These political and civil rights include the right to participate in politics by voting, running for office, and speaking up about issues without having to worry about retaliation. No one group of citizens has special legal or political privileges not available to other groups. Liberal democracy does not guarantee economic or social equality, but generally favors an open society where people have the right to make their own economic and social choices and connections. By protecting our rights to participate in our society’s political life, our rights to criticize our representatives in government, try to change their minds about particular policies, and vote or even run against them, liberal democracy tries to keep government under control to prevent the abuses and mass violence that so often are carried out by people with access to power.

 The Constitution of the U.S. was designed to create a government that had legitimate power to provide certain benefits to the people, but that would be controllable enough that its violence would not break the bounds of what is legitimate. The Framers of the Constitution (the men who drafted it at the Federal, or Constitutional, Convention), were reacting in part to the experience of the Revolution. The British government had lost legitimacy in the eyes of many (though not all) colonists, as the balance of costs extracted and benefits provided became too low. The Framers were trying to balance two conflicting concerns: how to give a government enough capacity for violence that it could govern effectively while limiting it so that it could not use that capacity for violence to abuse its citizens. They were trying to create a government that would be granted legitimacy by its citizens.

In the next chapter we will look at the structure of the government they created, and specifically identify the elements that were designed to keep it from becoming too powerful.

Factual Questions

1. What does Michael Huemer say is the problem of political authority?

2. What is the foundation of the state?

3. According to Mancur Olson and Jared Diamond,  what is the tradeoff we get from having states?

4. How did political scientist Charles Tilley describe states?

5. How did political scientist Vincent Ostrom describe states?

6. Why did political scientist Rudolf Rummel say about the power of states?

7. In the 20th century, did more people die in battle or were more people killed by their own governments?

8. What did Edmund Burke say is the problem with the state?

9. What is the “habit of compliance”?

10. As a practical matter, how do we determine if a state is legitimate?

11. Does pure democracy protect the rights of the people?

12. What are the bases of liberal democracy?

Conceptual Questions

A. Consider Michael Huemer’s “problem of political authority.” Do you agree that this is a problem, or do you think there is a justification for giving government authority to do things the we would condemn an individual for doing?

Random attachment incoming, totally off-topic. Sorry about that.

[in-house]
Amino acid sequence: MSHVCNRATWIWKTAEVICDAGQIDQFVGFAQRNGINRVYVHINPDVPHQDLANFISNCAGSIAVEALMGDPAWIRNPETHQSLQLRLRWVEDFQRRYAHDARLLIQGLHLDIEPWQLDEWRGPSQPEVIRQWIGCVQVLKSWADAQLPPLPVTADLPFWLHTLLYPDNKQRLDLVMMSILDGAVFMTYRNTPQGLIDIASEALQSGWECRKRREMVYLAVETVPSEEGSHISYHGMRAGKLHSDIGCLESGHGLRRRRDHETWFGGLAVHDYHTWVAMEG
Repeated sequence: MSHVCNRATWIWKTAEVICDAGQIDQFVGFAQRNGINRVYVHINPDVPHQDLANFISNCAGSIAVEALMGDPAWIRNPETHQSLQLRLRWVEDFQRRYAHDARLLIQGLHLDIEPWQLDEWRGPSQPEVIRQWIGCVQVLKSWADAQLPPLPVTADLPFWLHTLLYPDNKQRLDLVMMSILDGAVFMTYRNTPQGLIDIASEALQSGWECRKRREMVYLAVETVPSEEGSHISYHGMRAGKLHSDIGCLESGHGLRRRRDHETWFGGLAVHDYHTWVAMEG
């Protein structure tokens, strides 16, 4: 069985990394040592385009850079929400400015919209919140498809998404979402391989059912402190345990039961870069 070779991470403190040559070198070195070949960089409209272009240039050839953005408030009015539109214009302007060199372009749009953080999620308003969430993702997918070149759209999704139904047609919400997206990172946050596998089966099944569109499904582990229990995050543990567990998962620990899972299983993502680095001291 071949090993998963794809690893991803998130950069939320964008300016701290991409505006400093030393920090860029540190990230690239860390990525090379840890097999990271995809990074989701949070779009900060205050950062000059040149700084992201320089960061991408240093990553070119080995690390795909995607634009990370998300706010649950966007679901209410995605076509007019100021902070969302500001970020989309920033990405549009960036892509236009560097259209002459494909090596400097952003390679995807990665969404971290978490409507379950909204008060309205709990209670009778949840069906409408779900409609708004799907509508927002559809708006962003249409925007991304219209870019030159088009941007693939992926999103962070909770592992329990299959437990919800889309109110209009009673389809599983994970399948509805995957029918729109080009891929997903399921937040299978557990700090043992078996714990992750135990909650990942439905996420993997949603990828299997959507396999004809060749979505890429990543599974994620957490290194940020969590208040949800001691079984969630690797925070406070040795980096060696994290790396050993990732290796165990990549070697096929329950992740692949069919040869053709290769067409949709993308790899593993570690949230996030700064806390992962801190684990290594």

B. What do you think about the critical perspectives on the state given by Olson, Tilley, Diamond, Ostrom, and Rummel?

C. Consider Macaulay’s explanation for state violence. Does this seem plausible to you? Could state violence really be made legitimate that way?

D. Can the power/violence of the state be justified?


 Huemer, Michael. 2012.  The Problem of Political Authority: An Examination of the Right to Coerce and the Duty to Obey. Palgrave MacMillan. p.4

 Locke, John. 1689/1980. Second Treatise of Government. Edited by C. B. Macpherson. Indianapolis: Hackett Publishing Company. §87.

 Hobbes, Thomas. 1651/1973. Leviathan. London and Melbourne:J. M. Dent & Sons, Ltd. p.89

 Weber. Politics as a Vocation.

 Olson, Mancur.1993. “Dictatorship, Democracy, and Development.” American Political Science Review, 87(3): 567-576.

 Tilley, Charles. 1985. “War Making and State Making as Organized Crime.” From Bringing the State Back In, eds. Peter Evans, Dietrich Rueschemeyer, and Theda Skocpol. Cambridge: Cambridge University Press.

 Diamond, Jared. 1997. Guns, Germs, and Steel: The Fates of Human Societies.  New York: W. W. Norton. p.276.

 Ostrom, Vincent. 1999. “Cryptoimperialism, Predator States, and Self-Governance.” In Polycentric Governance and Development: Readings form the Workshop in Political Theory and Policy Analysis, edited by Michael D. McGinnis, 166-185. Ann Arbor: The University of Michigan Press. Originally published in Vincent Ostrom, David Feeny, and Hartmut Picht, eds., Rethinking Institutional Analysis and Development: Issues, Alternatives and Choices. (1988; rpt. San Francisco: ICS Press, 1993), 43-68.

 Rummel, R. J. 1994. Death By Government. New Brunswick and London: Transactions Publishers.  p.1.

 Id, p.51.

 Id p.47.

 Id. p.4

 Id p.111.

 Id. p.79.

 Id. p. 123

 Rummel, R. J. n.d.  “China's Bloody Century.” http://www.hawaii.edu/powerkills/NOTE2.HTM.  Accessed October 11, 2010

 Rummel 1994. p.160.

 Macaulay, Thomas Babington. 1068. The History of England (1848-61), abridged edition. Edited by Hugh Trevor-Roper.  New York: Penguin Books. p.418.

 Stewart, Potter. 1964. Jacobellis v. Ohio. 378 U.S. 184.

 Burke, Edmund. 1756. A Vindication of Natural Society. ed. Frank N. Pagano. Indianpolis: Liberty Fund, Inc. (1982). http://oll.libertyfund.org/titles/burke-a-vindication-of-natural-society.

 Gamble, Barbara S. 1997. “Putting Civil Rights to a Popular Vote.” American Journal of Political Science 41(1): 245-269.